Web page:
Forum for Science, Industry and Business

Sponsored by:     3M 
Search our Site:

 

Huge lenses to observe cosmic dark energy

25.06.2008
UK astronomers, as part of an international team, have reached a milestone in the construction of one of the largest ever cameras to detect the mysterious Dark Energy component of the Universe.

The pieces of glass for the five unique lenses of the camera have been shipped from the US to France to be shaped and polished into their final form. The largest of the five lenses is one metre in diameter, making it one of the largest in the world.

Each milestone in the completion of this sophisticated camera brings us closer to detecting the mysterious and invisible matter that cosmologists estimate makes up around three quarters of our Universe and is driving its accelerating expansion. Observations suggest that roughly 4% of the Universe is made up from ordinary matter and 22% from Dark Matter; this leaves 74% unaccounted for - the so-called Dark Energy.

The Dark Energy Survey (DES) camera will map 300 million galaxies using the Blanco 4-meter telescope - a large telescope with new advanced optics at Chile’s Cerro Tololo Inter-American Observatory.

The vast DES galaxy map will enable the astronomers to measure the Dark Energy far more precisely than current observations. Prof. Ofer Lahav, head of the UCL Astrophysics Group, who also leads the UK DES Consortium, commented "Dark Energy is one of the biggest puzzles in the whole of Physics, going back to a concept proposed by Einstein 90 years ago. The DES observations will tell us if Einstein was right or if we need a major shift in our understanding of the universe.”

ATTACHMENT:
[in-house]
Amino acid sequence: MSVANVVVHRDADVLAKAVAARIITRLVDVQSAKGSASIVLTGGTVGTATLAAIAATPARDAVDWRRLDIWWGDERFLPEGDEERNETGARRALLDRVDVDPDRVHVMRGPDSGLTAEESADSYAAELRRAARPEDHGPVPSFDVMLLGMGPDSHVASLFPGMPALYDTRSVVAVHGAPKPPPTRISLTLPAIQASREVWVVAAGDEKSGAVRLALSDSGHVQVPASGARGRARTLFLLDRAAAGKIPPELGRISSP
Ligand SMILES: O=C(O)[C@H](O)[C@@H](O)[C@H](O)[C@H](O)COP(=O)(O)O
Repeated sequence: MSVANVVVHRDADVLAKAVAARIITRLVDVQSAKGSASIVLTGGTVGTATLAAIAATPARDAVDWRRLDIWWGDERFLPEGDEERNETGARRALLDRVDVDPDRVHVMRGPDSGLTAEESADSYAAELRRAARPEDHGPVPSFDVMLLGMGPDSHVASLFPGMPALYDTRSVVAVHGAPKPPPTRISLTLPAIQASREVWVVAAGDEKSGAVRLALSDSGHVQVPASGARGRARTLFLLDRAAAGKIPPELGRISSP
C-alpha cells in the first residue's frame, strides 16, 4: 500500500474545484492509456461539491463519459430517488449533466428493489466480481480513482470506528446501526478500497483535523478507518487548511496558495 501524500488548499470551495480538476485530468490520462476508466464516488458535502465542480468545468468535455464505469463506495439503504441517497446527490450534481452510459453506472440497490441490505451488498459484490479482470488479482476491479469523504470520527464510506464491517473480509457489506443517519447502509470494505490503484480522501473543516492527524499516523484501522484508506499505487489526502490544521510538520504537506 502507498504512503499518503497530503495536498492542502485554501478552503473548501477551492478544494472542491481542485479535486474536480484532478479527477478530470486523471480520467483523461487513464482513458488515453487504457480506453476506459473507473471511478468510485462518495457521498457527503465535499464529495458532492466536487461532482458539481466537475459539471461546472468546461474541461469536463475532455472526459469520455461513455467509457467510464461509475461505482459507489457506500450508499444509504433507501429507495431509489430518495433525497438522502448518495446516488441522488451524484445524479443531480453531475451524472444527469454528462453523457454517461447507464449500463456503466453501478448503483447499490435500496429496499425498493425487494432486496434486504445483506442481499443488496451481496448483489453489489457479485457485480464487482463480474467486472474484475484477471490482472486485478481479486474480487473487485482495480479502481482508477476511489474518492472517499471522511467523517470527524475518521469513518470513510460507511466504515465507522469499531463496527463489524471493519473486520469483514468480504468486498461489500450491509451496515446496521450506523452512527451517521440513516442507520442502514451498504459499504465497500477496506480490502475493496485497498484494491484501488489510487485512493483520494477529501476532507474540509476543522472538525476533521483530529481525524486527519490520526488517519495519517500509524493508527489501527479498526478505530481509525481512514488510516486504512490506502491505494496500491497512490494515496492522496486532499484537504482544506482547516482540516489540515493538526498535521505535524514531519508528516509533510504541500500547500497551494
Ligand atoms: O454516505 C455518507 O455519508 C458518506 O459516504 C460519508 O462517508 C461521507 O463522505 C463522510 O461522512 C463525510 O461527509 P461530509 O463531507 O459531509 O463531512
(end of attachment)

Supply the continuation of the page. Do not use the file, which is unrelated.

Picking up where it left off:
The glass for the five lenses was manufactured in the US before being shipped to France where the lenses will be polished to a smoothness level of one millionth of a centimetre.

Dr Peter Doel of the Optical Science Laboratory at UCL said, "The polishing and assembly of the five DES lenses will be a major technological achievement, producing one of the largest cameras on Earth.”

This level of polishing across such large lenses is far more demanding than for normal eye glasses. The lenses will then be sent to the Optical Science Laboratory at UCL in London for assembly into the camera and from there to the telescope in Chile, where observations will start in 2011 and will continue until 2016.